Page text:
I was in Oxford about a month ago, where I was lucky enough to meet Dr. Annie Sutherland, a scholar of medieval religious literature and a fellow at Somerville College. I was chatting with her over dinner one night about the idea that we've lost the benefit of monsters in the way we learn and navigate. The suggestion that a map which notes "Here be Dragons" is far more enticing/enchanting/curious than a satellite picture to some startling degree of accuracy.
Annie mentioned that the etymology of the word monster is related to demonstrate, most likely originating from monere: A forewarning; a sepulchre; a monster. She lent me her copy of The Monstrous Middle Ages, some of which I managed to nibble on before I left.
Monstrosity demarcates segments of space (for instance, by distinguishing areas of the landscape, in which demonic creatures do and do not appear) and divisions of time (such as the distinction between night and day).
Now that "everybody's come," it's hard to find these touchstones that were once more prevalent. I'm not sure there is an equivalent today of, say, Hansel and Gretel. Children stay at home and play inside now, because everyone's in the same boat, afraid of everything.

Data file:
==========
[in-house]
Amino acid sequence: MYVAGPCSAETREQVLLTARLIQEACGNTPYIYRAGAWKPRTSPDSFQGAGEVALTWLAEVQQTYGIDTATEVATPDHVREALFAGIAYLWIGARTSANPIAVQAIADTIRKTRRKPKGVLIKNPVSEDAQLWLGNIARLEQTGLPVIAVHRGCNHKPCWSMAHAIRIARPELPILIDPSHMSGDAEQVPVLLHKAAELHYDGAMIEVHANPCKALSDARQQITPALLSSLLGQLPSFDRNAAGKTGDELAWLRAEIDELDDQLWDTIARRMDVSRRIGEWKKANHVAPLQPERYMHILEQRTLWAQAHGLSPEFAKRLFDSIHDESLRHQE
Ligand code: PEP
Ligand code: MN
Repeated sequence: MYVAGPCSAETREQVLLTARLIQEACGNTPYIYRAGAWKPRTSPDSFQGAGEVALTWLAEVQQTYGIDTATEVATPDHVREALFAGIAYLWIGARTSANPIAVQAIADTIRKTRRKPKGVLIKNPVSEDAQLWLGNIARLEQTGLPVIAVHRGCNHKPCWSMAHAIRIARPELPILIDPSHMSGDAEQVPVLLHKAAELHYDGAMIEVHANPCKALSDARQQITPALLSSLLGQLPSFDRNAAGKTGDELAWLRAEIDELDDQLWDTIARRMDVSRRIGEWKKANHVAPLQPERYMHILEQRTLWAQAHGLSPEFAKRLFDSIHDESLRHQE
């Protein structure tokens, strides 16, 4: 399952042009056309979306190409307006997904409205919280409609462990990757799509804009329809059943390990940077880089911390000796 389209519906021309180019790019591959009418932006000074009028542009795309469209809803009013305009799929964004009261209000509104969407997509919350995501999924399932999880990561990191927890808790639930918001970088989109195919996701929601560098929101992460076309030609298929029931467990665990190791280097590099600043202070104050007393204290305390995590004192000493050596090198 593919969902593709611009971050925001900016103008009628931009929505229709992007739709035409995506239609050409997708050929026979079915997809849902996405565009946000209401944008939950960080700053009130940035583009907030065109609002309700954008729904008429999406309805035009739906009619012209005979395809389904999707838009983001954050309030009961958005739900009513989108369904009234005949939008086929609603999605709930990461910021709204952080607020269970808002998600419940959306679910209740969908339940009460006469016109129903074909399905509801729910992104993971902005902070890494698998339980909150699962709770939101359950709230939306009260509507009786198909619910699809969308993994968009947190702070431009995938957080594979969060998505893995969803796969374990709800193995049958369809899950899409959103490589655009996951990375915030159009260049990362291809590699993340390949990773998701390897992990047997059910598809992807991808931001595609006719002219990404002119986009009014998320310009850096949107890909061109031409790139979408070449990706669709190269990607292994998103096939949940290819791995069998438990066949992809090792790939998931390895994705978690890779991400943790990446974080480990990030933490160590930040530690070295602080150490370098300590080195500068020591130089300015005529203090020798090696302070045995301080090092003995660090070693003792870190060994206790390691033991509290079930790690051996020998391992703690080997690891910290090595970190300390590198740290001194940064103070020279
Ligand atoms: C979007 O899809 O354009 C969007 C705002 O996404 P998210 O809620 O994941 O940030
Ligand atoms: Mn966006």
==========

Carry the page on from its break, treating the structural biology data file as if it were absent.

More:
I was wondering about how this Everything perhaps puts us in some sort of "Bright Ages," where we're simply blinded by so much white noise. Demonstration of things is that much harder, because there are so many available perspectives, hardly demarcated one from the next. I had a poke on the web for anything that talked about "the bright ages" and found a lovely thing from Selections of the writings of John Ruskin, published in 1887:
Characteristics Of The Modern Mind.—The title "Dark ages," given to the mediaeval centuries, is, respecting art, wholly inapplicable. They were, on the contrary, the bright ages; ours are the dark ones. I do not mean metaphysically, but literally. They were the ages of gold; ours are the ages of umber.